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    Former Cyclone Jack Halts Airliner Search, New Development Possible

    By By Meteorologist Erik Pindrock
    April 24, 2014, 12:34:13 AM EDT

    Interaction with increased wind shear and cooler ocean temperatures have resulted in rapid weakening of Jack on Tuesday.

    As a result of this weakening, Jack has lost tropical characteristics and is no longer classified as a tropical cyclone.

    Even though Jack has weakened, clouds and rainfall from the former cyclone suspended the aerial search for the missing Malaysian airliner on Tuesday according to ABC News. The search is currently taking place about 1,000 miles northwest of Perth, Australia, as at least 10 ships continue to search the region despite rougher seas.


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    Infrared Satellite imagery from Tuesday night, local time, shows the remnants of Tropical Cyclone Jack west of Australia (via the Bureau of Meteorology)
    The remnants of Jack will approach Western Australia late this week; however, any impacts to the state will be minimal and in the form of increased showers.

    Attention now turns to the Arafura and Timor seas where an area of unsettled weather could lead to possible tropical development.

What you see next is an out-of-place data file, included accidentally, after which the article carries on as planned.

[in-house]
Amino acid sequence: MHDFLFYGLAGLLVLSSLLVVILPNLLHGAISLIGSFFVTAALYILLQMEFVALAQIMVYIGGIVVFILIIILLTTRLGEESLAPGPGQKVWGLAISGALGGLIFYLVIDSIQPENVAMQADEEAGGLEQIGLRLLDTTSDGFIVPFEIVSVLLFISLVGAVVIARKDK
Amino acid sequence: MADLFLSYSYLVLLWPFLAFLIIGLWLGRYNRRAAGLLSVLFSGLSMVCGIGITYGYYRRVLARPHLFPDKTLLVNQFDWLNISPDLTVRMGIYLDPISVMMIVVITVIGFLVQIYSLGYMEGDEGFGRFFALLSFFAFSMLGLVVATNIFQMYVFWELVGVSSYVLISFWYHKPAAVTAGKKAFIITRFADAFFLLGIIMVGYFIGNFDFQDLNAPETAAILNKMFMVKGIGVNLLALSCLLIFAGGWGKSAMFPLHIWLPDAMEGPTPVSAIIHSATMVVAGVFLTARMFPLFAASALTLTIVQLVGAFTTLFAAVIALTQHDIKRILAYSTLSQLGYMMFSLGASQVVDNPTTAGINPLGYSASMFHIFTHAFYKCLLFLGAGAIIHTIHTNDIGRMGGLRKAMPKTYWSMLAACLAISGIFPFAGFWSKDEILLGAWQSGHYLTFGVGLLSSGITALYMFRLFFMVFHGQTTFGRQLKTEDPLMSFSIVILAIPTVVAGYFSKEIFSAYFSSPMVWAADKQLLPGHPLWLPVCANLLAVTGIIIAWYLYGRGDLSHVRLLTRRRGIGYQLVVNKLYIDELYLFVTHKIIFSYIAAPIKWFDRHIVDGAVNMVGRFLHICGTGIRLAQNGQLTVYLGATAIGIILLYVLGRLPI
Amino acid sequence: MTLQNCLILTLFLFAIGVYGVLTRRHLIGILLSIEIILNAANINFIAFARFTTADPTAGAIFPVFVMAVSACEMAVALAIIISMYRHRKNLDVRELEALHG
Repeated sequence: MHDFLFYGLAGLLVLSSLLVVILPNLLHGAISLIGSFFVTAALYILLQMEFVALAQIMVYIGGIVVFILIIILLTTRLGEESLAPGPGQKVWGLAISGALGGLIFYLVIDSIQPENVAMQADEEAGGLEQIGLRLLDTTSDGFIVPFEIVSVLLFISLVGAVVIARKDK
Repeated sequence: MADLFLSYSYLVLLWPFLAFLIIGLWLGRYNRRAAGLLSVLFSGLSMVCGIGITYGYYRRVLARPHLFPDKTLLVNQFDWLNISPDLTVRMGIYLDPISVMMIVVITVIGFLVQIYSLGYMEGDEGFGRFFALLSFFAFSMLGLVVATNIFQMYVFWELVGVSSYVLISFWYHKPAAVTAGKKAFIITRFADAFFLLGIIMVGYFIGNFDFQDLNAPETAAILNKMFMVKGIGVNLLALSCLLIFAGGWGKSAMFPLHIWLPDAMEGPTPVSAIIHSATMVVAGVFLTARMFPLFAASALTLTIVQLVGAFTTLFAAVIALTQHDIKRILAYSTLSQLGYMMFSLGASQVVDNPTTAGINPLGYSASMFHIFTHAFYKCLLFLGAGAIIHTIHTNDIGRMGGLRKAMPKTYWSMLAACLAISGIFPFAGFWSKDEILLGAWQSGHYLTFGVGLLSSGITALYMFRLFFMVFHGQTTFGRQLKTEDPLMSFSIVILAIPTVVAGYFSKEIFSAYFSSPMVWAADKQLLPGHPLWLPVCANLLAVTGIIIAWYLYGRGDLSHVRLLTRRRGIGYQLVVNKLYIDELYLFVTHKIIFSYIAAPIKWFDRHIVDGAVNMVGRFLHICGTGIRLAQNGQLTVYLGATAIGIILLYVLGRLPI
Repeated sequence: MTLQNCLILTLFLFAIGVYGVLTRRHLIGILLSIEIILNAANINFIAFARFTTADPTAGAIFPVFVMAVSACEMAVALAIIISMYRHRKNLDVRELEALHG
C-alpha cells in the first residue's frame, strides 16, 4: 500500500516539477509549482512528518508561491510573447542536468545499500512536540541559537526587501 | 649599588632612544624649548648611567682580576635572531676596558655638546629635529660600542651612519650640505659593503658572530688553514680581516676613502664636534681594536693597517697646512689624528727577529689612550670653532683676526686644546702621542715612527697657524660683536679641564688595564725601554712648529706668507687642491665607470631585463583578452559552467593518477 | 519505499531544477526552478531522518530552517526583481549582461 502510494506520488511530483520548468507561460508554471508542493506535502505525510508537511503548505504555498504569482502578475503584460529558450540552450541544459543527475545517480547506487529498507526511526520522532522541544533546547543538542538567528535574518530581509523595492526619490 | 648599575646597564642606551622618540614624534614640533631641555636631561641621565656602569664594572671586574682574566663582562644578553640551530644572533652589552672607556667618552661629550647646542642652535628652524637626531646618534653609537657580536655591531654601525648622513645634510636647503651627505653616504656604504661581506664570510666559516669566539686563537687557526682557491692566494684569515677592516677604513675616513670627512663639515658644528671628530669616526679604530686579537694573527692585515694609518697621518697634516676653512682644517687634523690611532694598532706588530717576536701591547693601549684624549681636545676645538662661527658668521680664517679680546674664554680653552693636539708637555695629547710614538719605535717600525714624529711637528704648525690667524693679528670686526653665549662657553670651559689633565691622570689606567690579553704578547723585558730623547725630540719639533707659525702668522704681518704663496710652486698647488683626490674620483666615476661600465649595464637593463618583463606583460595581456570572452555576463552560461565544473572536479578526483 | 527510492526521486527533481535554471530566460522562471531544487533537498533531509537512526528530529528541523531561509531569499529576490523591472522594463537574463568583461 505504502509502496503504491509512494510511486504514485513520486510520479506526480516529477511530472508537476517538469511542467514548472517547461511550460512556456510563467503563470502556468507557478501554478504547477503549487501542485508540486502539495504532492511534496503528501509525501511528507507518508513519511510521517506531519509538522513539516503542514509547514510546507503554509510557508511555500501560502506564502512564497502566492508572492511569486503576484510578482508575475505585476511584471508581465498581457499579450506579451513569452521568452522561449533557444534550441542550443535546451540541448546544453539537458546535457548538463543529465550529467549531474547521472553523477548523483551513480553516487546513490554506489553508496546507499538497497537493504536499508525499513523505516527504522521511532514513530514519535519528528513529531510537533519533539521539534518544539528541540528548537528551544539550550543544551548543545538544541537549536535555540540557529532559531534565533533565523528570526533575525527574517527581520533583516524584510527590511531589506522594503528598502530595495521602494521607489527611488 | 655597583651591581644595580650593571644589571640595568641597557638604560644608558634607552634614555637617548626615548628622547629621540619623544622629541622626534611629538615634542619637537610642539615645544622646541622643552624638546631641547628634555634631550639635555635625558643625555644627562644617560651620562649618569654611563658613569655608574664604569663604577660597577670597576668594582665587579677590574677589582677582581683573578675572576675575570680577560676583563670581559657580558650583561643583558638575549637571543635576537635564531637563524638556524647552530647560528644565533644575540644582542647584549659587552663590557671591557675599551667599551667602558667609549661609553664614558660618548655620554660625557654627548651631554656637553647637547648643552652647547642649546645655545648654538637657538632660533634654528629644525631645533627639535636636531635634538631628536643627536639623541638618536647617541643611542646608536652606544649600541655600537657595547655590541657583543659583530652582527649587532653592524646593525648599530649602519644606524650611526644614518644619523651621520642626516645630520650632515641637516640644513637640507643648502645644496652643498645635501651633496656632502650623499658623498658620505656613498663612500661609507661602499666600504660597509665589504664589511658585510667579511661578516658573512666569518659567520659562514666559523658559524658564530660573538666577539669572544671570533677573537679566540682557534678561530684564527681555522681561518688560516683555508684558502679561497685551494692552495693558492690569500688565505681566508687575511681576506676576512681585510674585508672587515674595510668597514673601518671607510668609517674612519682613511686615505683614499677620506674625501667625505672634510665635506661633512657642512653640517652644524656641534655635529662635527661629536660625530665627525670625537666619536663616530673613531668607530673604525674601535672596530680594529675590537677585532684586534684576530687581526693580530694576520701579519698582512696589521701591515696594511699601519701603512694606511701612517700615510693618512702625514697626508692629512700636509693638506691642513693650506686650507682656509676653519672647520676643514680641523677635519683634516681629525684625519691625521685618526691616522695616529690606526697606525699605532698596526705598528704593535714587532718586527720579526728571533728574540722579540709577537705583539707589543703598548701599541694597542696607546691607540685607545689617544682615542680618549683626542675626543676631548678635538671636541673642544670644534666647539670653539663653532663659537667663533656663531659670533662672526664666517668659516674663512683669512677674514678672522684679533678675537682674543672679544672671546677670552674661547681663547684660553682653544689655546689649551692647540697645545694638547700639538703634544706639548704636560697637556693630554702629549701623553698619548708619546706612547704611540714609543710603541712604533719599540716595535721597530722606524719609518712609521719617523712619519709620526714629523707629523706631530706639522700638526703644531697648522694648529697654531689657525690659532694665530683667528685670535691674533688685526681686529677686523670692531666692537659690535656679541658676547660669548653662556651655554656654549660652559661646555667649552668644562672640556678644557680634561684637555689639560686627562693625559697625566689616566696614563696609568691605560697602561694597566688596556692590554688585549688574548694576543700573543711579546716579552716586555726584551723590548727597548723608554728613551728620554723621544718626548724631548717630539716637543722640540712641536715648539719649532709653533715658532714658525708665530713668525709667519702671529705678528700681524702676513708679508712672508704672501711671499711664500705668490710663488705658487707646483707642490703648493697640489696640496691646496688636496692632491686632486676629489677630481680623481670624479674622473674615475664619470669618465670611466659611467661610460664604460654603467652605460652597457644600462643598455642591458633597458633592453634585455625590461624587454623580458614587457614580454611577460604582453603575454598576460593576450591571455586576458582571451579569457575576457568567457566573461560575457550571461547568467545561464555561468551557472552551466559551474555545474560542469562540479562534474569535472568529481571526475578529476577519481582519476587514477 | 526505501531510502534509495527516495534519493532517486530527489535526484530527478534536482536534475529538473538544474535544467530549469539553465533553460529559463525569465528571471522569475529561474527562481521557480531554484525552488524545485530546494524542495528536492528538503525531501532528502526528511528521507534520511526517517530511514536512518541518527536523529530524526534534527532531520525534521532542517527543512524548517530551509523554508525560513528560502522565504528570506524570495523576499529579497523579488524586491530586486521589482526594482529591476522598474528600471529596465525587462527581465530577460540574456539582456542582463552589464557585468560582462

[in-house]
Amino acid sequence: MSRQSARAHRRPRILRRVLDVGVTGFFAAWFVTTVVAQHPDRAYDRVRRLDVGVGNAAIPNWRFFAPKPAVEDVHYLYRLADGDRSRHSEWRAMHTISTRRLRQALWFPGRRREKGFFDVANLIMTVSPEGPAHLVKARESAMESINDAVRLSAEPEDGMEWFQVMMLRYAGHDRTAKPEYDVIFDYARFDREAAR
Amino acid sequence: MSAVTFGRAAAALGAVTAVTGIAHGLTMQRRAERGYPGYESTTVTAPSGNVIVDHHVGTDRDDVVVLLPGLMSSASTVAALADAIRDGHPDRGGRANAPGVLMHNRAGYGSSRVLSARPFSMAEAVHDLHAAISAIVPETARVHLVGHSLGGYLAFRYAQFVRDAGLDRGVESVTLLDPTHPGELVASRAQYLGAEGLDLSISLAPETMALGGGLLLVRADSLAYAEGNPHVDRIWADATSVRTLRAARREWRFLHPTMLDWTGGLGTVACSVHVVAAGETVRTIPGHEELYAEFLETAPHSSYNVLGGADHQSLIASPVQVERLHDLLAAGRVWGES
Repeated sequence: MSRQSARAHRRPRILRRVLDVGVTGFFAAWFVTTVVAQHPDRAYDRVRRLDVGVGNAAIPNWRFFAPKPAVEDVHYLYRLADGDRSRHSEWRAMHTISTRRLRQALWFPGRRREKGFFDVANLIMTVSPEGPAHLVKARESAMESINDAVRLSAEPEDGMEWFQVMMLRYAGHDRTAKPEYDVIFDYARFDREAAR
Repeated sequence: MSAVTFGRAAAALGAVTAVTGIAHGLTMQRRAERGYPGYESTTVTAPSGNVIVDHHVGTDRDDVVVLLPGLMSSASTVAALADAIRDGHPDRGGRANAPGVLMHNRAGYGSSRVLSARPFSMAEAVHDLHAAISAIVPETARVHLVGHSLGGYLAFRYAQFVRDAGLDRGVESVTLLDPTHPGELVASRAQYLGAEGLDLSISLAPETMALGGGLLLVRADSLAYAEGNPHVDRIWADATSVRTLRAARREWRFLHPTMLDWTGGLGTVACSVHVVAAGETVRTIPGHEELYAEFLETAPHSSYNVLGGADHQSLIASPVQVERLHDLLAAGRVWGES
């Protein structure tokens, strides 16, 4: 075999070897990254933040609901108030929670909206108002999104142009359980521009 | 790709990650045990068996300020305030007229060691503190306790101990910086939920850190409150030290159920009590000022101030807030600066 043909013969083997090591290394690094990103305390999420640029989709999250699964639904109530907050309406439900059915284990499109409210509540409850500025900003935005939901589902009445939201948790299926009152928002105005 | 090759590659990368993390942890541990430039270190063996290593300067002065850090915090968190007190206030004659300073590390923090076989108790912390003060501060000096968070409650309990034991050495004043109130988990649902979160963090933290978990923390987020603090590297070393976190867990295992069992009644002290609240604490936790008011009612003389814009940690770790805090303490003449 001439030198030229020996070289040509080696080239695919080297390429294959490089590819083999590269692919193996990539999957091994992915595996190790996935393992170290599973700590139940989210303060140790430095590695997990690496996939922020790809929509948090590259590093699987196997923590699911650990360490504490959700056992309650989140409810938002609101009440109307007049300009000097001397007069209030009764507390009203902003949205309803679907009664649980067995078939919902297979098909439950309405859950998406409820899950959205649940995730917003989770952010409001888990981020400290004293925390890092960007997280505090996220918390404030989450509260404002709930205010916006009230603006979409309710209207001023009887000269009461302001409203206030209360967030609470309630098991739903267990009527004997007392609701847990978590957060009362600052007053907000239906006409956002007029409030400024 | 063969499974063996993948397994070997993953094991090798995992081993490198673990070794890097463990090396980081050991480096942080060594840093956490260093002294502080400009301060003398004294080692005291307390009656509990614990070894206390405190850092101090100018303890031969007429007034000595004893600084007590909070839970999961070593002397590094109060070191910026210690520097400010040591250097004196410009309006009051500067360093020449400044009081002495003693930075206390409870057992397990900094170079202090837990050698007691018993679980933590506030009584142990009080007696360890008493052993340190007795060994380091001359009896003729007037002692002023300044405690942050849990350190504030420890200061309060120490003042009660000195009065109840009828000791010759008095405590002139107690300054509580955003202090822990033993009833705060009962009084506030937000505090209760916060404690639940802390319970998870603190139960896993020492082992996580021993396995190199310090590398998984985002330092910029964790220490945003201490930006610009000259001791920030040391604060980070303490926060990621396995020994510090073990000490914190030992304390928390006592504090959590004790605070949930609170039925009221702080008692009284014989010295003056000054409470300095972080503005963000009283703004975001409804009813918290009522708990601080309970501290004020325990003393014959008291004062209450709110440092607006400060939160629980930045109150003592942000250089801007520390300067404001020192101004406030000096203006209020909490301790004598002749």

A broad area of showers and thunderstorms that has persisted over the weekend near Indonesia will drift southward this week with the possibility of a more focused area of lower pressure developing over the open Arafura Sea to the north of Northern Territory.

    This area of unsettled weather has already produced 25-75 mm (1-3 in) of rain across southeast Indonesia as it drifted southward.


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    Regardless of tropical development, squally weather will impact the northern portion of the Northern Territory as well as western parts of the Cape York Peninsula much of this week. In general, 50-100 mm (2-4 in) of rain can fall during this time, but higher amounts will be possible if development into an organized cyclone occurs.

    Winds will generally be less than 65 kph (40 mph), but a few higher gusts caused by thunderstorms cannot be ruled out.

    Meteorologist Eric Leister contributed to this story.

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